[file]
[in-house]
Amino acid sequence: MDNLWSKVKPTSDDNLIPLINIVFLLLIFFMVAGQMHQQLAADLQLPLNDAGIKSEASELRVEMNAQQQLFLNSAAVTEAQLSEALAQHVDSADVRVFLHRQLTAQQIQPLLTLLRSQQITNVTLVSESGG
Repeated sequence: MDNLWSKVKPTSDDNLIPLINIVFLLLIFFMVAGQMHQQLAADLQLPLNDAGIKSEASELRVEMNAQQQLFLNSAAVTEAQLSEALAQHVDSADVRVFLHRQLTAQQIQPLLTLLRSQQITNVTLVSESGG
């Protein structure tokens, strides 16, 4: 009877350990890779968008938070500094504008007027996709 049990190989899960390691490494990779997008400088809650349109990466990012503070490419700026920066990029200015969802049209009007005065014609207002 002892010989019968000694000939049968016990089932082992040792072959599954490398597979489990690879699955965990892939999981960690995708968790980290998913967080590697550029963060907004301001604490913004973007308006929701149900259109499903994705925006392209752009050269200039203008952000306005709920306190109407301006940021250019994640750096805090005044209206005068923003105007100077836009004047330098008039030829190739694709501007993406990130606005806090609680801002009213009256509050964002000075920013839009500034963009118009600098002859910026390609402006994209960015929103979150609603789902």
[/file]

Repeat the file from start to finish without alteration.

[in-house]
Amino acid sequence: MDNLWSKVKPTSDDNLIPLINIVFLLLIFFMVAGQMHQQLAADLQLPLNDAGIKSEASELRVEMNAQQQLFLNSAAVTEAQLSEALAQHVDSADVRVFLHRQLTAQQIQPLLTLLRSQQITNVTLVSESGG
Repeated sequence: MDNLWSKVKPTSDDNLIPLINIVFLLLIFFMVAGQMHQQLAADLQLPLNDAGIKSEASELRVEMNAQQQLFLNSAAVTEAQLSEALAQHVDSADVRVFLHRQLTAQQIQPLLTLLRSQQITNVTLVSESGG
């Protein structure tokens, strides 16, 4: 009877350990890779968008938070500094504008007027996709 049990190989899960390691490494990779997008400088809650349109990466990012503070490419700026920066990029200015969802049209009007005065014609207002 002892010989019968000694000939049968016990089932082992040792072959599954490398597979489990690879699955965990892939999981960690995708968790980290998913967080590697550029963060907004301001604490913004973007308006929701149900259109499903994705925006392209752009050269200039203008952000306005709920306190109407301006940021250019994640750096805090005044209206005068923003105007100077836009004047330098008039030829190739694709501007993406990130606005806090609680801002009213009256509050964002000075920013839009500034963009118009600098002859910026390609402006994209960015929103979150609603789902």